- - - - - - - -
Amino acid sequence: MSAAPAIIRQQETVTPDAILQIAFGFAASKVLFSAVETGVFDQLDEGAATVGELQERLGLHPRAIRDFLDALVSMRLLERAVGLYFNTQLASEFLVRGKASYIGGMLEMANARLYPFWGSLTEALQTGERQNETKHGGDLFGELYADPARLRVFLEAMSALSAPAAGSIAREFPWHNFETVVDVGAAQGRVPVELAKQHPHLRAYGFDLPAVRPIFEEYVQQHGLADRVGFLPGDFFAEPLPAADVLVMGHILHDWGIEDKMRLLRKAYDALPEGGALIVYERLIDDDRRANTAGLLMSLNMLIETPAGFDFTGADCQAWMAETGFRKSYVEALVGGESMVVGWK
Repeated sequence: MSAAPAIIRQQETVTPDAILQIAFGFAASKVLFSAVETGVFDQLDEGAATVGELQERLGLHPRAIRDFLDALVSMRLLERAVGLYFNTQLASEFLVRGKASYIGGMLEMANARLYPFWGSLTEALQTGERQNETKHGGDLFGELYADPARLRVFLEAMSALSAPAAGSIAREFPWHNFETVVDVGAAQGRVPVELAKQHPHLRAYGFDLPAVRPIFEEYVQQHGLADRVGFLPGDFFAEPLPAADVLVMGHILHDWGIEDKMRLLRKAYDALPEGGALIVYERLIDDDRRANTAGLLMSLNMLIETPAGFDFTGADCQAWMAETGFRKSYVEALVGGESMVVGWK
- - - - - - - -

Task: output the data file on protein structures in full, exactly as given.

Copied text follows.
Amino acid sequence: MSAAPAIIRQQETVTPDAILQIAFGFAASKVLFSAVETGVFDQLDEGAATVGELQERLGLHPRAIRDFLDALVSMRLLERAVGLYFNTQLASEFLVRGKASYIGGMLEMANARLYPFWGSLTEALQTGERQNETKHGGDLFGELYADPARLRVFLEAMSALSAPAAGSIAREFPWHNFETVVDVGAAQGRVPVELAKQHPHLRAYGFDLPAVRPIFEEYVQQHGLADRVGFLPGDFFAEPLPAADVLVMGHILHDWGIEDKMRLLRKAYDALPEGGALIVYERLIDDDRRANTAGLLMSLNMLIETPAGFDFTGADCQAWMAETGFRKSYVEALVGGESMVVGWK
Repeated sequence: MSAAPAIIRQQETVTPDAILQIAFGFAASKVLFSAVETGVFDQLDEGAATVGELQERLGLHPRAIRDFLDALVSMRLLERAVGLYFNTQLASEFLVRGKASYIGGMLEMANARLYPFWGSLTEALQTGERQNETKHGGDLFGELYADPARLRVFLEAMSALSAPAAGSIAREFPWHNFETVVDVGAAQGRVPVELAKQHPHLRAYGFDLPAVRPIFEEYVQQHGLADRVGFLPGDFFAEPLPAADVLVMGHILHDWGIEDKMRLLRKAYDALPEGGALIVYERLIDDDRRANTAGLLMSLNMLIETPAGFDFTGADCQAWMAETGFRKSYVEALVGGESMVVGWK